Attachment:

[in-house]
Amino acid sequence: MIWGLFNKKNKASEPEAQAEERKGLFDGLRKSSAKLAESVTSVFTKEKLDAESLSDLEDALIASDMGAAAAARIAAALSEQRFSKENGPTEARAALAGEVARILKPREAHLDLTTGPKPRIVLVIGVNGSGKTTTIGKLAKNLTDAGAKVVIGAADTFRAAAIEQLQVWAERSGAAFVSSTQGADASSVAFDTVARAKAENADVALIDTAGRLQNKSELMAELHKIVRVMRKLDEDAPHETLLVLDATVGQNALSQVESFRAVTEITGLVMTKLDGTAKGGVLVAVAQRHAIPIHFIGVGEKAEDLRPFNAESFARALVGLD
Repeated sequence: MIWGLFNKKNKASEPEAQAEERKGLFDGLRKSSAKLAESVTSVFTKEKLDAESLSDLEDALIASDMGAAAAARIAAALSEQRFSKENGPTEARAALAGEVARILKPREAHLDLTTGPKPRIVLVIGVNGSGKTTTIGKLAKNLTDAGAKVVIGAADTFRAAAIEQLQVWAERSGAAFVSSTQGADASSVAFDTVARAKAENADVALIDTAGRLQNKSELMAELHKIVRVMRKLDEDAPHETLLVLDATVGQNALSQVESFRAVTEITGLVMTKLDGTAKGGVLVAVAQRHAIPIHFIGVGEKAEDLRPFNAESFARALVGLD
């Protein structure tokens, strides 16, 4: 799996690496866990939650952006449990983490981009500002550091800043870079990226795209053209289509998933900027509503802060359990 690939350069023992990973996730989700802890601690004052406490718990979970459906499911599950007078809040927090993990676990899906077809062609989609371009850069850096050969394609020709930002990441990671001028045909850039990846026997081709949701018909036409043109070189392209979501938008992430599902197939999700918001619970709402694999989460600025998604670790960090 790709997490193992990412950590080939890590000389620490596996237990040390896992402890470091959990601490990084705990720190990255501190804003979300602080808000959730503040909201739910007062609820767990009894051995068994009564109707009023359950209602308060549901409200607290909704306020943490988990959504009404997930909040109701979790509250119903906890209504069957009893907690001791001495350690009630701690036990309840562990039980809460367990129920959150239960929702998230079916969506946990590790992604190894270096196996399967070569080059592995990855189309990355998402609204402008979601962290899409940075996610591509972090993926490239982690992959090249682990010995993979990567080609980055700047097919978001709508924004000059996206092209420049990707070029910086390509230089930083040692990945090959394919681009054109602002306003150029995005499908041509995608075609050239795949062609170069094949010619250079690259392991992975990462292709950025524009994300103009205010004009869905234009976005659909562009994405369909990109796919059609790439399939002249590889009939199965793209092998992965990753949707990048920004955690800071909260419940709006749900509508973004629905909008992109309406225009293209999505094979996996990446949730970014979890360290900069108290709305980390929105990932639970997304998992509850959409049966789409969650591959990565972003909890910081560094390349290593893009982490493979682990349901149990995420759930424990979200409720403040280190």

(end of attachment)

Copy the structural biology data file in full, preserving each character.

[in-house]
Amino acid sequence: MIWGLFNKKNKASEPEAQAEERKGLFDGLRKSSAKLAESVTSVFTKEKLDAESLSDLEDALIASDMGAAAAARIAAALSEQRFSKENGPTEARAALAGEVARILKPREAHLDLTTGPKPRIVLVIGVNGSGKTTTIGKLAKNLTDAGAKVVIGAADTFRAAAIEQLQVWAERSGAAFVSSTQGADASSVAFDTVARAKAENADVALIDTAGRLQNKSELMAELHKIVRVMRKLDEDAPHETLLVLDATVGQNALSQVESFRAVTEITGLVMTKLDGTAKGGVLVAVAQRHAIPIHFIGVGEKAEDLRPFNAESFARALVGLD
Repeated sequence: MIWGLFNKKNKASEPEAQAEERKGLFDGLRKSSAKLAESVTSVFTKEKLDAESLSDLEDALIASDMGAAAAARIAAALSEQRFSKENGPTEARAALAGEVARILKPREAHLDLTTGPKPRIVLVIGVNGSGKTTTIGKLAKNLTDAGAKVVIGAADTFRAAAIEQLQVWAERSGAAFVSSTQGADASSVAFDTVARAKAENADVALIDTAGRLQNKSELMAELHKIVRVMRKLDEDAPHETLLVLDATVGQNALSQVESFRAVTEITGLVMTKLDGTAKGGVLVAVAQRHAIPIHFIGVGEKAEDLRPFNAESFARALVGLD
């Protein structure tokens, strides 16, 4: 799996690496866990939650952006449990983490981009500002550091800043870079990226795209053209289509998933900027509503802060359990 690939350069023992990973996730989700802890601690004052406490718990979970459906499911599950007078809040927090993990676990899906077809062609989609371009850069850096050969394609020709930002990441990671001028045909850039990846026997081709949701018909036409043109070189392209979501938008992430599902197939999700918001619970709402694999989460600025998604670790960090 790709997490193992990412950590080939890590000389620490596996237990040390896992402890470091959990601490990084705990720190990255501190804003979300602080808000959730503040909201739910007062609820767990009894051995068994009564109707009023359950209602308060549901409200607290909704306020943490988990959504009404997930909040109701979790509250119903906890209504069957009893907690001791001495350690009630701690036990309840562990039980809460367990129920959150239960929702998230079916969506946990590790992604190894270096196996399967070569080059592995990855189309990355998402609204402008979601962290899409940075996610591509972090993926490239982690992959090249682990010995993979990567080609980055700047097919978001709508924004000059996206092209420049990707070029910086390509230089930083040692990945090959394919681009054109602002306003150029995005499908041509995608075609050239795949062609170069094949010619250079690259392991992975990462292709950025524009994300103009205010004009869905234009976005659909562009994405369909990109796919059609790439399939002249590889009939199965793209092998992965990753949707990048920004955690800071909260419940709006749900509508973004629905909008992109309406225009293209999505094979996996990446949730970014979890360290900069108290709305980390929105990932639970997304998992509850959409049966789409969650591959990565972003909890910081560094390349290593893009982490493979682990349901149990995420759930424990979200409720403040280190």